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Consider a Markov chain on a state-space which is slightly weird: It is the space of all tilings of a hexagon as shown in the left-hand side of the figure below with three types of rhombi: yellow, purple and cyan(a tiling means we cover the hexagon exactly with no empty space). The Markov chain picks one hexagon consisting of all three types of rhombi uniformly at random and flips it as is shown in the right-hand side of the figure. This is a finite-state Markov chain.

Show that this Markov chain is irreducible.

enter image description here

The question does not ask for precise mathematical expression.

My idea: W.L.O.G. the original tilings of a hexagon have three cases denoted by $\{1, 2, 3\}$ which the probability of each one is $1/3$. Then after flipping each one, we get three new tilings denoted by $4, 5, 6$ where state $4$ got from flipping the state $1$ and $5$ got from $2$, $3$ got from $6$. So there are two elements of the state space is $\{1, 2, 3, 4, 5, 6\}$.

It is clear that state $1, 4$ communicate each other by flipping the state $1$ or $4$. Similar with $2, 5$ and $3, 6$. But how to get the $2$ from the other states except for $5$

Is there any idea? Thanks!

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    $\begingroup$ Why, Love, did you edit out all the information needed to understand your question? I have rolled back to the original version. $\endgroup$ – Gerry Myerson Oct 9 '19 at 22:16
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    $\begingroup$ Your latest batch of edits have rendered the question once again incomprehensible. I am rolling back to Version 1 $\endgroup$ – Yemon Choi Oct 18 '19 at 22:05
  • $\begingroup$ The original formulation seems to indicate this is an exercise: would you care to tell us where this question comes from? $\endgroup$ – Yemon Choi Oct 18 '19 at 22:07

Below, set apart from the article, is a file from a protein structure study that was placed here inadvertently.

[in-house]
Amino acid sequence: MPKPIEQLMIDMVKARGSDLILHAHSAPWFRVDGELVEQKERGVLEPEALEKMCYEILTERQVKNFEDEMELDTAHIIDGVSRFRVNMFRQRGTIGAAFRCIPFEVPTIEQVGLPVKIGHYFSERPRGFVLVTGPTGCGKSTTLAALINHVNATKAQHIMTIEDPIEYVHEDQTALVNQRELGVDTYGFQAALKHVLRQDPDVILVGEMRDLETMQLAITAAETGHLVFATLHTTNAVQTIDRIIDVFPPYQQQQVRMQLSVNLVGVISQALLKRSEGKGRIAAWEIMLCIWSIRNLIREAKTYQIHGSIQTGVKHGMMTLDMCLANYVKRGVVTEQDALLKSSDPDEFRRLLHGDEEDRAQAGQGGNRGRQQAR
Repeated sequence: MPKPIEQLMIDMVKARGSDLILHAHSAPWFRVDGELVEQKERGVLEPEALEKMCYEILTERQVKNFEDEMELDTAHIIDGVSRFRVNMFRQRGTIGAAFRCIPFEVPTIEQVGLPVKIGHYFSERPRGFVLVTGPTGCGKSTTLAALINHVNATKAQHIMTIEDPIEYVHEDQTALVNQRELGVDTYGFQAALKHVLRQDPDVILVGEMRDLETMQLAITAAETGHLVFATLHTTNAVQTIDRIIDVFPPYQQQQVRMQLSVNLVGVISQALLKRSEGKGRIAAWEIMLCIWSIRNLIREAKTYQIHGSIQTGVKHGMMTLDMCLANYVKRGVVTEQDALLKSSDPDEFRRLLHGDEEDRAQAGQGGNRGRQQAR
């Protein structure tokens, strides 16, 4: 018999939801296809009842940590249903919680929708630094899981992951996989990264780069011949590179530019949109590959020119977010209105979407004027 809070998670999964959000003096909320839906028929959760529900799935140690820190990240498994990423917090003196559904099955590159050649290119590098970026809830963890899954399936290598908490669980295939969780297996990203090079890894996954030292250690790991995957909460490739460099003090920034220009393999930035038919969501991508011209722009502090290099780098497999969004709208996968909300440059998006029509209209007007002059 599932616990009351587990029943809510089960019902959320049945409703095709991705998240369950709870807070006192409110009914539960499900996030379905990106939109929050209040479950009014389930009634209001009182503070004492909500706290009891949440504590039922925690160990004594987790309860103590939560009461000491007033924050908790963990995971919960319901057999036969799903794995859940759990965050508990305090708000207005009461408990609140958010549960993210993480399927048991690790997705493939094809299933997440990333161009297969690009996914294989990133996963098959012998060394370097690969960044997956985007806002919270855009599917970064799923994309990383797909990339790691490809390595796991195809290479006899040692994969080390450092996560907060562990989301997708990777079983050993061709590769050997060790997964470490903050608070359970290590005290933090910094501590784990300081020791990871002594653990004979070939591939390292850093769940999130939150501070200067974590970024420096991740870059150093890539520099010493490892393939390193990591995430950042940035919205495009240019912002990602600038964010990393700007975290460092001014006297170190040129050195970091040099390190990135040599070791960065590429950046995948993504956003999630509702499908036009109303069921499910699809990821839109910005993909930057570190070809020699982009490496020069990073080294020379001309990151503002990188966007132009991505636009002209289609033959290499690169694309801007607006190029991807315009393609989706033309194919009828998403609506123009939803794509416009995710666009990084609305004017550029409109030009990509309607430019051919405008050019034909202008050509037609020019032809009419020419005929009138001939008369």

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    $\begingroup$ Please reread your question as stated and notice that it does not make sense, because you have removed the information needed to describe the situation which you want to solve. If you keep removing this information then this amounts to vandalism of your own post $\endgroup$ – Yemon Choi Oct 19 '19 at 3:39
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    $\begingroup$ The fact that you are deliberately deleting specific words from the title of your question gives the strong impression that you are seeking to hide something from searches, or acting in poor faith. Please explain why you insist on editing your question in this way $\endgroup$ – Yemon Choi Oct 19 '19 at 3:40
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Suppose the sidelengths of your hexagon are $k, \ell, m$. A standard way of looking at this is to turn the picture by 30 degrees to the left and to view the yellow / cyan tiles as $m$ functions $f_i \colon \{1,\ldots,k+\ell\}$ into $\mathbb{Z}$ with the following constraints: $f_i(1) = i$, $f_i(k+\ell) = i-k+\ell$, $f_{i+1}(n) \ge f_i(n)+1$ and $f_i(n+1)-f_i(n) \in \{\pm 1\}$. The Markov chain then boils down to choosing $i$, $n$ and $\delta \in \{\pm 2\}$ at random and to change $f_i(n)$ into $f_i(n) + \delta$ whenever this can be done without breaking the above constraints. In other words, it turns local maxima of the $f_i$ into local minima and vice-versa, as long as this can be done by preserving the order between the functions.

It is now easy to see that the minimal element of this state space can be reached from every starting point: first turn local maxima of $f_1$ into local minima until you've reached the minimal configuration for $f_1$, then do the same for $f_2$, etc.

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    $\begingroup$ @LoveGQY More or less. A natural height function $h(n,m)$ would rather be $h(n,m) = \sup\{i\,:\, f_i(n) \le m\}$ with the convention that it is $0$ if the set is empty, so the $f_i$ are the level lines of $h$. $\endgroup$ – Martin Hairer Oct 5 '19 at 9:39
  • $\begingroup$ Thanks a lot. I see. $\endgroup$ – user102900 Oct 9 '19 at 18:03

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